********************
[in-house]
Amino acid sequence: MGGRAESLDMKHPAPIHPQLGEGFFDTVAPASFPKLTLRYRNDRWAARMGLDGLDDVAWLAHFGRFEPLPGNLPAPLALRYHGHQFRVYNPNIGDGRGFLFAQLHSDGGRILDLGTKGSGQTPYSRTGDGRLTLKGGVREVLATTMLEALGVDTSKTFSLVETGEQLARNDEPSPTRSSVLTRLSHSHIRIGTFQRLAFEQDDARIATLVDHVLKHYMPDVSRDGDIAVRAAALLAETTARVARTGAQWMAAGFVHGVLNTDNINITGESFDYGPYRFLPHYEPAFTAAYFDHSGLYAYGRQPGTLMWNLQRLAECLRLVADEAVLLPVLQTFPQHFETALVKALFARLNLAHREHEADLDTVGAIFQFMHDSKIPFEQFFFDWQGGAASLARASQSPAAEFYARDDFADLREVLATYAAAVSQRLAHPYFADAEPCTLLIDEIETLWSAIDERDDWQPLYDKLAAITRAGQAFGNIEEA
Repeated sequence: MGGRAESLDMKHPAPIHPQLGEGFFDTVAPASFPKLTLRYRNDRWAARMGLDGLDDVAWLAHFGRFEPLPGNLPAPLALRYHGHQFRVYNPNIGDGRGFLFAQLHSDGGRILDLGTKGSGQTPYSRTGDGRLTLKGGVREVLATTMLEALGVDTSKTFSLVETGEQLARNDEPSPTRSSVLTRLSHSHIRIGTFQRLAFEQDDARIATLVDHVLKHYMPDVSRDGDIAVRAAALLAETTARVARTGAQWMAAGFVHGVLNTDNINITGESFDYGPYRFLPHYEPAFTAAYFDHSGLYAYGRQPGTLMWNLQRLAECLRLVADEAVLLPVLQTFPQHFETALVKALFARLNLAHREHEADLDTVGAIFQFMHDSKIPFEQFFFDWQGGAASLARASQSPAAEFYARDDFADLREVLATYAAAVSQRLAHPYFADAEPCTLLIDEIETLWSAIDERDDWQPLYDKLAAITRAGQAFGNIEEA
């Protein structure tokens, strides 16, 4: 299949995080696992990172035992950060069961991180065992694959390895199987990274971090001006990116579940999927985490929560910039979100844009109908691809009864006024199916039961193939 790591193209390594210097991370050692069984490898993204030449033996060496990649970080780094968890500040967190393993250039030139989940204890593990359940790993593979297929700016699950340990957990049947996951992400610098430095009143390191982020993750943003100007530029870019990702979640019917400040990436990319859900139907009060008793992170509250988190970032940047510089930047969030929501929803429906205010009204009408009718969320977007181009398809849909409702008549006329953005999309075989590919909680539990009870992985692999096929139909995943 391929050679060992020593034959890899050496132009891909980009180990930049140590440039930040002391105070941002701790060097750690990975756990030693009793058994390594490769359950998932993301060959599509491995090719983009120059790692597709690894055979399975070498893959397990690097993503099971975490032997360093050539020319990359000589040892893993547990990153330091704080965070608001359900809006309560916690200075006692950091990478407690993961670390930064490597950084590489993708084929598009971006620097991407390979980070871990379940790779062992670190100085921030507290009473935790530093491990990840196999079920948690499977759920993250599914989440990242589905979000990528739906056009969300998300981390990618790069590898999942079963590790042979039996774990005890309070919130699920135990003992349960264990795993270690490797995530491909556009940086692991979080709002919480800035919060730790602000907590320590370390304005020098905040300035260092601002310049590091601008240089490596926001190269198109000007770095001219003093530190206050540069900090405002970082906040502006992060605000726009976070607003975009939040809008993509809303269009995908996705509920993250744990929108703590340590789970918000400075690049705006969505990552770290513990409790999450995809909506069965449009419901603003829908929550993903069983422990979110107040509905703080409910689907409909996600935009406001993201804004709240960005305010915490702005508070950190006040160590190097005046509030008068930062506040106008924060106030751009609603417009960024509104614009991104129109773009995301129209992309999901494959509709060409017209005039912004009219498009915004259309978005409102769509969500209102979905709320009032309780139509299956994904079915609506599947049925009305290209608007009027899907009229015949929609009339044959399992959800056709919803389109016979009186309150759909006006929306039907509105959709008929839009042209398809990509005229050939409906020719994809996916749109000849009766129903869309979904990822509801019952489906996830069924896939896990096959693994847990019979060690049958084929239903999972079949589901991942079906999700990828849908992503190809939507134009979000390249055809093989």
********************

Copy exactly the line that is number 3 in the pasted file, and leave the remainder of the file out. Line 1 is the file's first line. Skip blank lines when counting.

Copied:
Repeated sequence: MGGRAESLDMKHPAPIHPQLGEGFFDTVAPASFPKLTLRYRNDRWAARMGLDGLDDVAWLAHFGRFEPLPGNLPAPLALRYHGHQFRVYNPNIGDGRGFLFAQLHSDGGRILDLGTKGSGQTPYSRTGDGRLTLKGGVREVLATTMLEALGVDTSKTFSLVETGEQLARNDEPSPTRSSVLTRLSHSHIRIGTFQRLAFEQDDARIATLVDHVLKHYMPDVSRDGDIAVRAAALLAETTARVARTGAQWMAAGFVHGVLNTDNINITGESFDYGPYRFLPHYEPAFTAAYFDHSGLYAYGRQPGTLMWNLQRLAECLRLVADEAVLLPVLQTFPQHFETALVKALFARLNLAHREHEADLDTVGAIFQFMHDSKIPFEQFFFDWQGGAASLARASQSPAAEFYARDDFADLREVLATYAAAVSQRLAHPYFADAEPCTLLIDEIETLWSAIDERDDWQPLYDKLAAITRAGQAFGNIEEA